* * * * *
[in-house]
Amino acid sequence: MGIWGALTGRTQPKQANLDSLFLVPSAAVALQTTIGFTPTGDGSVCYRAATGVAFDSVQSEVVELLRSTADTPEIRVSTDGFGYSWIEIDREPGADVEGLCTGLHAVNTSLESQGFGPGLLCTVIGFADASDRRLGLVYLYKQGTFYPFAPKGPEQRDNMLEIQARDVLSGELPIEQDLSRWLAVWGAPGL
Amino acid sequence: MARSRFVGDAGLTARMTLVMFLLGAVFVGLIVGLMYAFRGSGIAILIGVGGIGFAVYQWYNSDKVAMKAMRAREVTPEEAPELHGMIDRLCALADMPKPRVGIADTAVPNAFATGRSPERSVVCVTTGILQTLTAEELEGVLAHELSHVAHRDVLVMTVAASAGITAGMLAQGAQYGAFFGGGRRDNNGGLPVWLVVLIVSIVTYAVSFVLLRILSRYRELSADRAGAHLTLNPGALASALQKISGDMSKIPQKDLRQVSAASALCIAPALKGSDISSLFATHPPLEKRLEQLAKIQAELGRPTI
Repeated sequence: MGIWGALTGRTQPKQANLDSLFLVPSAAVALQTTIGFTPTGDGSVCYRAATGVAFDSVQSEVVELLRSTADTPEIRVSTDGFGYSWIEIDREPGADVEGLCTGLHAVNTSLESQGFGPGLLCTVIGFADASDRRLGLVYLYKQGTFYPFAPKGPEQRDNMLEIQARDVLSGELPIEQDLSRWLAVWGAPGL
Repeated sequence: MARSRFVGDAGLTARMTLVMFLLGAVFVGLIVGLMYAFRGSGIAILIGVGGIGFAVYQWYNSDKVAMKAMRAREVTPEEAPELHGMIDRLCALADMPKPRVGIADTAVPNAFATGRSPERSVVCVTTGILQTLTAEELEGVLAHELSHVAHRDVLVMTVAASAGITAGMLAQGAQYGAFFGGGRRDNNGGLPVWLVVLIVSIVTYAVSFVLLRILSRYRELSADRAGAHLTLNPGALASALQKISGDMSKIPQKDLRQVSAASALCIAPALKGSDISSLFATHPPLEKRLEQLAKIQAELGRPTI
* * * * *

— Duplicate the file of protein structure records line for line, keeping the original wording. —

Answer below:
[in-house]
Amino acid sequence: MGIWGALTGRTQPKQANLDSLFLVPSAAVALQTTIGFTPTGDGSVCYRAATGVAFDSVQSEVVELLRSTADTPEIRVSTDGFGYSWIEIDREPGADVEGLCTGLHAVNTSLESQGFGPGLLCTVIGFADASDRRLGLVYLYKQGTFYPFAPKGPEQRDNMLEIQARDVLSGELPIEQDLSRWLAVWGAPGL
Amino acid sequence: MARSRFVGDAGLTARMTLVMFLLGAVFVGLIVGLMYAFRGSGIAILIGVGGIGFAVYQWYNSDKVAMKAMRAREVTPEEAPELHGMIDRLCALADMPKPRVGIADTAVPNAFATGRSPERSVVCVTTGILQTLTAEELEGVLAHELSHVAHRDVLVMTVAASAGITAGMLAQGAQYGAFFGGGRRDNNGGLPVWLVVLIVSIVTYAVSFVLLRILSRYRELSADRAGAHLTLNPGALASALQKISGDMSKIPQKDLRQVSAASALCIAPALKGSDISSLFATHPPLEKRLEQLAKIQAELGRPTI
Repeated sequence: MGIWGALTGRTQPKQANLDSLFLVPSAAVALQTTIGFTPTGDGSVCYRAATGVAFDSVQSEVVELLRSTADTPEIRVSTDGFGYSWIEIDREPGADVEGLCTGLHAVNTSLESQGFGPGLLCTVIGFADASDRRLGLVYLYKQGTFYPFAPKGPEQRDNMLEIQARDVLSGELPIEQDLSRWLAVWGAPGL
Repeated sequence: MARSRFVGDAGLTARMTLVMFLLGAVFVGLIVGLMYAFRGSGIAILIGVGGIGFAVYQWYNSDKVAMKAMRAREVTPEEAPELHGMIDRLCALADMPKPRVGIADTAVPNAFATGRSPERSVVCVTTGILQTLTAEELEGVLAHELSHVAHRDVLVMTVAASAGITAGMLAQGAQYGAFFGGGRRDNNGGLPVWLVVLIVSIVTYAVSFVLLRILSRYRELSADRAGAHLTLNPGALASALQKISGDMSKIPQKDLRQVSAASALCIAPALKGSDISSLFATHPPLEKRLEQLAKIQAELGRPTI